Students in Western Carolina University’s computer science and environmental science programs presented their capstone projects at the Appalachian Energy Summit in Boone and returned to WCU with two grand prizes.
WCU students won first place in the research category for the environmental capstone titled “Sustainable Transportation for WCU Commuter Students” and first place in the project category for the computer science capstone titled “Tracking System to Improve Campus Shuttle Sustainability.”
“We cleaned house and it was a proud moment for our students,” said Lauren Bishop, chief sustainability officer at WCU. “This is the second year that we won the top spot and it shows our excellence in undergraduate research.”
Students working on the environmental science capstone project investigated how to improve the sustainability of commuting at WCU. Some of the solutions that the students proposed included implementing a bikeshare program; creating sidewalks, bike lanes and greenways leading from campus to residences; rewarding off-campus shuttle riders for using the service; creating affordable housing for university members; providing free parking to vehicles with three or more people; increasing parking permit prices; and decreasing the number of parking spaces on campus.
Students working on the computer science capstone project developed multiple tools for students commuting to campus to locate and monitor Cat-Tran shuttles. They created mobile apps for Android and Apple mobile devices as well as a Web application to track shuttles. In addition, they developed software on an Android phone to track how many people get on a shuttle at each stop and a website to keep track of how many people use each shuttle, locate where the shuttle is and update the shuttle routes.
After students presented the projects at WCU’s annual Undergraduate Expo, Bishop encouraged them to submit their work to an AES competition. Bishop, Laura DeWald, director of the environmental science program; Mark Holliday, professor of computer science; and the students worked together to prepare their projects meet the standards for submission to the summit.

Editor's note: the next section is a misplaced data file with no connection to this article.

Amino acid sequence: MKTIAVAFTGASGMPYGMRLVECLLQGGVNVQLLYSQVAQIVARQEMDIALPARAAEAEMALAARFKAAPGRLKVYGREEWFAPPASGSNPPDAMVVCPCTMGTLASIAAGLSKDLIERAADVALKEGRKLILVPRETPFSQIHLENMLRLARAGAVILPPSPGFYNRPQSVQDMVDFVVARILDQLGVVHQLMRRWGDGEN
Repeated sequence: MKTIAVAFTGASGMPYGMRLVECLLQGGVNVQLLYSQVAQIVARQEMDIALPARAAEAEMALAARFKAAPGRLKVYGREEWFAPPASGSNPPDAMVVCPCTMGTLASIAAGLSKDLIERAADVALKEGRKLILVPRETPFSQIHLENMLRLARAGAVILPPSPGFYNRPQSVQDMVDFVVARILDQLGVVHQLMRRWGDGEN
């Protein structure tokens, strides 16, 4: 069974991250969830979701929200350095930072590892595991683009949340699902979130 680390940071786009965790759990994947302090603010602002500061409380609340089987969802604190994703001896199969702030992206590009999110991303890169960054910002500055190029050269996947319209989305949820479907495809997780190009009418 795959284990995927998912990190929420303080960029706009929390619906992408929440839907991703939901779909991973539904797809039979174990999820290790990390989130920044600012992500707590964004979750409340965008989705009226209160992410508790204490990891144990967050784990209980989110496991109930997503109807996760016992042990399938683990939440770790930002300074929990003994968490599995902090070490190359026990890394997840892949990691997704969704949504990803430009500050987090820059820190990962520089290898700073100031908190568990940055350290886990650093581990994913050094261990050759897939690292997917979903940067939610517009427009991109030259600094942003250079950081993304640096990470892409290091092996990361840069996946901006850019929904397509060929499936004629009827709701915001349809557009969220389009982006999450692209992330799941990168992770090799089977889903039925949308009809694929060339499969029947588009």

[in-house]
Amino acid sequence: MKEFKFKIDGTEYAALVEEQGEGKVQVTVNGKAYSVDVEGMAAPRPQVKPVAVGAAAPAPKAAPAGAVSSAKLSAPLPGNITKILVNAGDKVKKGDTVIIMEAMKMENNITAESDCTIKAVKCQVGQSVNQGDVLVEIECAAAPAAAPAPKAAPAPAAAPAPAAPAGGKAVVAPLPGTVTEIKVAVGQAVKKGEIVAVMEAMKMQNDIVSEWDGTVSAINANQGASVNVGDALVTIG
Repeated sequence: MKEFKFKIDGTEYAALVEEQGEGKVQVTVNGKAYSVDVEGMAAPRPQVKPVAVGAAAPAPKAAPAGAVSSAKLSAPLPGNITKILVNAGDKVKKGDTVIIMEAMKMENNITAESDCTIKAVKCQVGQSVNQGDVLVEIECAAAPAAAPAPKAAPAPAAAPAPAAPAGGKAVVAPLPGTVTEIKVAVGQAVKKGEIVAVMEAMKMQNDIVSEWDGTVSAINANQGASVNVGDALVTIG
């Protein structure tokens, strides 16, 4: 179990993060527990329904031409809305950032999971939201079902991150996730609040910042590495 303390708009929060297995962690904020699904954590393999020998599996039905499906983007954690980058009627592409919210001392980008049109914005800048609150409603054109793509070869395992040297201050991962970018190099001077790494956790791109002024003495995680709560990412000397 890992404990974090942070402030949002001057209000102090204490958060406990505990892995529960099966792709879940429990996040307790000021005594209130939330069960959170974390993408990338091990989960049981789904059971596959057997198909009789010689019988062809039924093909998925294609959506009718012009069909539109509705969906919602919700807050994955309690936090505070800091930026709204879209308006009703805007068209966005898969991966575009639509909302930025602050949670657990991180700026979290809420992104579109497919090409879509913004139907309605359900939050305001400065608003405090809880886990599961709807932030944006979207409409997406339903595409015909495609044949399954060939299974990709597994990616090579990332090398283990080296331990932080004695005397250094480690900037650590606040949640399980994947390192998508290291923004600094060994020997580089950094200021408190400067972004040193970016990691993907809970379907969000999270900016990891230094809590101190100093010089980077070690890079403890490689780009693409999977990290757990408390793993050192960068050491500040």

Nineteen environmental science students collaborated on the environmental science project. The class worked with Ernie Hudson, chief of WCU Police; David King, an energy management specialist; and Bishop, who helped them acquire some of the data needed for the project, said DeWald. The students who created the environmental science poster are William Wood, Anja Nothdurft and Kirstan Blender, all of whom recently graduated from WCU with bachelor’s degrees in environmental science. Charlie “Julia” Robinson, a rising senior in the environmental science program, represented the poster at AES.
Hayden Thomas, who recently graduated from WCU with a bachelor’s degree in computer science, and Christopher Ward, a senior who is majoring in computer science and environmental science, created the computer science poster and presented it at the summit.
Ward said the project represented a joint effort of the environmental science and computer science programs.
“I collaborated with Laura DeWald, the environmental science capstone professor, and Mark Holliday, the computer science capstone professor, to combine both disciplines, and we incorporated the metrics to improve the sustainability of the campus transit system into a tracking application for commuter students,” said Ward.
Thomas said it was very exciting to win the poster competition.
“We worked very hard throughout the year on the project, so I was very proud to be a part of it. I also graduated in the spring, so I was happy to represent WCU one more time.”
Ward described the feeling of winning as phenomenal.
“The fact that I helped with the other grand prize-winning research project is just icing on the cake,” he said. “I believe this is a true example of how two departments within the university can collaborate on projects which can have lasting results.”
Ward also participated in a summit panel presentation with students from five North Carolina universities who presented the work of the summit’s working groups.
“WCU represented the transportation working group, due to our research of commuter transportation sustainability during the environmental science capstone course,” he said. “During the panel, I had to give a five minute presentation about the research we had conducted and then answer questions from the audience.”